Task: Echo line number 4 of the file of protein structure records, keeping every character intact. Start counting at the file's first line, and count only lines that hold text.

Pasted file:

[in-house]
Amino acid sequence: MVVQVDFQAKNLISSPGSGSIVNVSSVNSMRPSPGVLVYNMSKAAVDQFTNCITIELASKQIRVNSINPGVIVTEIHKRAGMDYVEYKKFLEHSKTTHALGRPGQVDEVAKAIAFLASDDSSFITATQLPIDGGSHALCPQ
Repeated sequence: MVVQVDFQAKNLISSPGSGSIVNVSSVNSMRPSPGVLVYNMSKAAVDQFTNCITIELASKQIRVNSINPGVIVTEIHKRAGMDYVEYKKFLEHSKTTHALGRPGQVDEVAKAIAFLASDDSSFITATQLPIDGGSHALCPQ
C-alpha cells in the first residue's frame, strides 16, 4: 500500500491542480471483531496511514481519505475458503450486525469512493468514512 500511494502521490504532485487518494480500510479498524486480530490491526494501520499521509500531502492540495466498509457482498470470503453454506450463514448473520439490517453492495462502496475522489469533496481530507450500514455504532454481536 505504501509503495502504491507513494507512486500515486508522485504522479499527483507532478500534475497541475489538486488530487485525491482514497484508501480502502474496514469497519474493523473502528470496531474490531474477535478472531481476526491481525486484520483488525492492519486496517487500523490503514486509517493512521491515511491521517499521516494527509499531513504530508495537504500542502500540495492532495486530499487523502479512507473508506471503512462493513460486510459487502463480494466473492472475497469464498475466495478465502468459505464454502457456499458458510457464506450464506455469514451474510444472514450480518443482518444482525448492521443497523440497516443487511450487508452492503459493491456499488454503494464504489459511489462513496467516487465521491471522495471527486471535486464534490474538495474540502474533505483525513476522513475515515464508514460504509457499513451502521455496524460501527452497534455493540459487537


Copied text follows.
C-alpha cells in the first residue's frame, strides 16, 4: 500500500491542480471483531496511514481519505475458503450486525469512493468514512 500511494502521490504532485487518494480500510479498524486480530490491526494501520499521509500531502492540495466498509457482498470470503453454506450463514448473520439490517453492495462502496475522489469533496481530507450500514455504532454481536 505504501509503495502504491507513494507512486500515486508522485504522479499527483507532478500534475497541475489538486488530487485525491482514497484508501480502502474496514469497519474493523473502528470496531474490531474477535478472531481476526491481525486484520483488525492492519486496517487500523490503514486509517493512521491515511491521517499521516494527509499531513504530508495537504500542502500540495492532495486530499487523502479512507473508506471503512462493513460486510459487502463480494466473492472475497469464498475466495478465502468459505464454502457456499458458510457464506450464506455469514451474510444472514450480518443482518444482525448492521443497523440497516443487511450487508452492503459493491456499488454503494464504489459511489462513496467516487465521491471522495471527486471535486464534490474538495474540502474533505483525513476522513475515515464508514460504509457499513451502521455496524460501527452497534455493540459487537